Michelin-Starred Chef Jiho Kim Leads Culinary Renaissance in NYC's Fine-Dining

ByShako Liu Localish logo
Wednesday, May 8, 2024
Michelin-Starred Chef Jiho Kim Leads in NYC's Fine-Dining
Chef Jiho Kim and his contemporaries are not just redefining fine dining; they are ensuring its vibrant evolution, proving that even as some doors close, others open to reveal a rich tapestry of tastes and traditions.

New York City -- Noma, Copenhagen's illustrious fine dining destination led by the eminent Danish chef Ren Redzepi, is set to redefine its role in the culinary world. By the end of 2024, this celebrated restaurant will have closed its regular service and transitioned into a full-time culinary laboratory with occasional pop-up ventures. This pivot sparks discussions in the culinary realm, with some commentators suggesting that the era of fine dining may be waning.

Contrasting the narrative of decline, New York City's fine dining scene is witnessing a vibrant surge of Korean American culinary talents, reshaping what was once a predominantly white-dominated landscape.

The New York Times highlights this emergent cohort of Korean American chefs who are deftly navigating the sophisticated realm of fine dining, injecting new life into this sector at a time when others appear to retreat.

At the forefront of this movement is Chef Jiho Kim and his acclaimed establishment, Joomak Banjum. Drawing inspiration from the Korean tavern, or "Joomak," and the concept of a Chinese tavern, or "Banjum," this Michelin-starred locale is a testament to the harmonious fusion of Korean-Chinese cuisine, refined through French culinary techniques and the vibrant essence of New York.

Chef Kim, with a rich pastry background, is renowned for his innovative approach that marries disparate culinary traditions. He believes that the quintessence of fine dining transcends the plateit encompasses the meticulous preparation of dishes, the cooking process, and the quality of service, all culminating in a comprehensive and satisfying customer experience.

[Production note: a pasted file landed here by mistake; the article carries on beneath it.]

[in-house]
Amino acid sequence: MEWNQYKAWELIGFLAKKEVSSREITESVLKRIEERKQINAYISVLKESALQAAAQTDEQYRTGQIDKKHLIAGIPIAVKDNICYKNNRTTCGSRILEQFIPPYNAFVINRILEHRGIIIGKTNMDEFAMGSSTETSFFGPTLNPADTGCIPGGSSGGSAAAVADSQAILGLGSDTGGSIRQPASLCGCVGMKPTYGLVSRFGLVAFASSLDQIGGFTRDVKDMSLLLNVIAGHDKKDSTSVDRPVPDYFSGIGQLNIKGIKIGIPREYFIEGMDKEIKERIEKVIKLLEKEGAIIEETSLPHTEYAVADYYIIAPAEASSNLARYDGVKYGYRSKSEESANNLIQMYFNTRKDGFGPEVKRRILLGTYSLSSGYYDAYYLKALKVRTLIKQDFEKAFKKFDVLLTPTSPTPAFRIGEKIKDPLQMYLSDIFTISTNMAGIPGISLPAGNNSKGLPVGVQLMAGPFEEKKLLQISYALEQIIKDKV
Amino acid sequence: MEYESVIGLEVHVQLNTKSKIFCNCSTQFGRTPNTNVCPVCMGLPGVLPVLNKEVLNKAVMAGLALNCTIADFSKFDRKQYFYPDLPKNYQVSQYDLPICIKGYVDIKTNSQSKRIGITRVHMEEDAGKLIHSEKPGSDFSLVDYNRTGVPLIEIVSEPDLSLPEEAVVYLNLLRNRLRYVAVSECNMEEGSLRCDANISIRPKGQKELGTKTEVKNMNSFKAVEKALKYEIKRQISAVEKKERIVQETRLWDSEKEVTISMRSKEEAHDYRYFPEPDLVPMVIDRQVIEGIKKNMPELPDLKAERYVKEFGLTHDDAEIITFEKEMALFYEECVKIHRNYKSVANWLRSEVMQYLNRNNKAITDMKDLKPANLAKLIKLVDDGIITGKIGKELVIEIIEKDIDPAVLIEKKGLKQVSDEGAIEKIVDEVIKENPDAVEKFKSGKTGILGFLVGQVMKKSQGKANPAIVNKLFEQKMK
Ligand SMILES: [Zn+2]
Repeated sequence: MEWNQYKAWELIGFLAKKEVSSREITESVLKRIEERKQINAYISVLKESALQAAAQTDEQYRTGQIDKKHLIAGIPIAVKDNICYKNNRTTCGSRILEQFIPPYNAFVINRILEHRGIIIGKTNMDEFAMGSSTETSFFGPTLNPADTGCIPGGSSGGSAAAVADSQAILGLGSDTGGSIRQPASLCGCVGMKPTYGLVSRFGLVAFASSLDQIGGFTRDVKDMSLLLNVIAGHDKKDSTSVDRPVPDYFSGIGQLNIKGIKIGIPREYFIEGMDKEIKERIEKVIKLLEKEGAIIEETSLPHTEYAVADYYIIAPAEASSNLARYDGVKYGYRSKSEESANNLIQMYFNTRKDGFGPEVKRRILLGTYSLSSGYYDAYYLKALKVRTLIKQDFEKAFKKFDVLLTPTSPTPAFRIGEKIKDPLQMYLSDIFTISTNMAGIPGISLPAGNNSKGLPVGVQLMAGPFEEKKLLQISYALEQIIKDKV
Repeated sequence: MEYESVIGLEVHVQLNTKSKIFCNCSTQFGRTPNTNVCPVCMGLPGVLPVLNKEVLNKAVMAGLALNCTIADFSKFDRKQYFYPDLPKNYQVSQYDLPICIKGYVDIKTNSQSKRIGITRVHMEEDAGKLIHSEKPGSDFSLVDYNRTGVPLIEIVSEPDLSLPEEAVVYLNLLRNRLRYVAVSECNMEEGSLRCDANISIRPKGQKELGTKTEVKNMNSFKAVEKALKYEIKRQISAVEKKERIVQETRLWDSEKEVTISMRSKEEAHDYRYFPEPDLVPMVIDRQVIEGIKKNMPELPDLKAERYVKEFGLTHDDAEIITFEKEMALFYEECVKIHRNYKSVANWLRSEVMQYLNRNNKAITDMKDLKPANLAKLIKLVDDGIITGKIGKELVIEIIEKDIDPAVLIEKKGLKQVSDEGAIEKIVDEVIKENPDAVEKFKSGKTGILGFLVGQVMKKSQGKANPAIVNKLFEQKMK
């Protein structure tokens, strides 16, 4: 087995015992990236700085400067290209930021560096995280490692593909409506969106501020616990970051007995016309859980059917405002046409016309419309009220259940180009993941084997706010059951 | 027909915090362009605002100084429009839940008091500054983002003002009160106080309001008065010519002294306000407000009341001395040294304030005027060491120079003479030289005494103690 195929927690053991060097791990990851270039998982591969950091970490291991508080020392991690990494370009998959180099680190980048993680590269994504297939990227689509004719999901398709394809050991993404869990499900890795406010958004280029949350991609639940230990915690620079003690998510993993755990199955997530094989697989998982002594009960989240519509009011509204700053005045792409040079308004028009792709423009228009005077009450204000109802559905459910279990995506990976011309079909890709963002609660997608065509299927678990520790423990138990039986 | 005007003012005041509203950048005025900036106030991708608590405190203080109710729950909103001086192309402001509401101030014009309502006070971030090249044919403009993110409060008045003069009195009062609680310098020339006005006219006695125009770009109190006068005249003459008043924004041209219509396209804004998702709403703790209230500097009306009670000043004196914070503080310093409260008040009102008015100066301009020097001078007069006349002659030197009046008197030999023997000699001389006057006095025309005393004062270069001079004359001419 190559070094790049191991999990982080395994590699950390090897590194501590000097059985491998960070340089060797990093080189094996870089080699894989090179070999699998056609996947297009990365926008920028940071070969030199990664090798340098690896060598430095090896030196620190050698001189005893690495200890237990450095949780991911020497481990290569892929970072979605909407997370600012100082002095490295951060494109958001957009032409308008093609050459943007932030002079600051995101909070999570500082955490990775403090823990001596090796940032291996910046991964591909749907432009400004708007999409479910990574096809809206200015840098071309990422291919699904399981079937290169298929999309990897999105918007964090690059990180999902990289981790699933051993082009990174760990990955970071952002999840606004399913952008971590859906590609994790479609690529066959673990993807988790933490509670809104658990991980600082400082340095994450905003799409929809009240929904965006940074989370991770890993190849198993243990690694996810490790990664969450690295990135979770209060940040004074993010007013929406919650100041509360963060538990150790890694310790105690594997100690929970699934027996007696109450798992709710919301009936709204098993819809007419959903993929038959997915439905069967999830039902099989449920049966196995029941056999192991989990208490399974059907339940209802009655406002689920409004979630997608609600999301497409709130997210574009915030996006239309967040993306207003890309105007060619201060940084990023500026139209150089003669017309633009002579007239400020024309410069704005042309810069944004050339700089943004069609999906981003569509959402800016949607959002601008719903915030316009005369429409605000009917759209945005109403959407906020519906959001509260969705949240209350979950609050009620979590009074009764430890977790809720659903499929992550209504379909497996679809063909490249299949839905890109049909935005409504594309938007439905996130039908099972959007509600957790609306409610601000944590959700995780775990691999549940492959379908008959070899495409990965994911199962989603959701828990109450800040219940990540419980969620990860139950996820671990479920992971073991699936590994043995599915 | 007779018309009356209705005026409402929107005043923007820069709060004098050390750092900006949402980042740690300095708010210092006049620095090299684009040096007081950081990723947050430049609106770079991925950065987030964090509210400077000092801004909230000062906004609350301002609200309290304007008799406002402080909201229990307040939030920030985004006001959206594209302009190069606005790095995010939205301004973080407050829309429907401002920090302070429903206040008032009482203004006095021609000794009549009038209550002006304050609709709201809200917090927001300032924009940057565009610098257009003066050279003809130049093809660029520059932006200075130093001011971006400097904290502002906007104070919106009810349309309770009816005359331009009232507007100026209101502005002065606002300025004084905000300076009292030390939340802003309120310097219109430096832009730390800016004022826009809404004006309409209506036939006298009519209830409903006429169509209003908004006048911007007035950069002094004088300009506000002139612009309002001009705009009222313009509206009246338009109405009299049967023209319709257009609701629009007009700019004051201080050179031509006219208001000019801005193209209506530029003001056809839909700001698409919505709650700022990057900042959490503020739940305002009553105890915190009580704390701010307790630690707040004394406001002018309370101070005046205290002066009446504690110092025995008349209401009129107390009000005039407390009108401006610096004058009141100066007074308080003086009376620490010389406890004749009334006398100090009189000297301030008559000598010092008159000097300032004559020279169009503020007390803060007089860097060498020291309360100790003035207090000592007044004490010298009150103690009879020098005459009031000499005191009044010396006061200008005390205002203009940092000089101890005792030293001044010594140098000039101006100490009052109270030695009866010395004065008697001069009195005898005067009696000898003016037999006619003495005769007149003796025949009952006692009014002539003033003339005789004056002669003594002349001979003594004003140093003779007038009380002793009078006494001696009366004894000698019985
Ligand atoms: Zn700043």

Chef Kim acknowledges the diversity of tastes among diners and emphasizes the importance of achieving a delicate balance in flavors.

"A lot of people have a different palette. Some people like the spices, some people don't. And we need to navigate in between," said Chef Kim, "We want to leave the taste of flavor. But still, like we need to make a little balance."

According to the New York Times, while the city boasts a higher count of upscale Japanese establishments, the influence of Korean cuisine is disproportionately significant. The latest New York edition of a prestigious dining guide awarded stars to nine modern Korean restaurants, a noteworthy achievement, especially when compared to other Asian cuisines currently experiencing their own renaissance in the city.

For Chef Kim, being a Korean American chef signifies being part of a culinary renaissance. He celebrates the influx and transformation of international cuisines in the United States, which subsequently return to their roots with renewed authenticity.

"A lot of cuisine the food is coming to this country and then regenerate and then it's going back to like own authentic cuisine," he said "We never had like a fine dining style meal in KoreaAlso here in America, there's a lot of like ingredients of foods, everything you can get, and that makes a good harmonyAmerica is really a melting pot, which means they have different ideas and different cultures, and they create a new generation of food and bring it back to the original."

While Joomak Banjum is temporarily on break, patrons can anticipate its return later this year. In the meantime, Chef Kim's culinary artistry can be savored at his other venture, DDO BAR, located at 601 W 26th St, New York, NY 10001.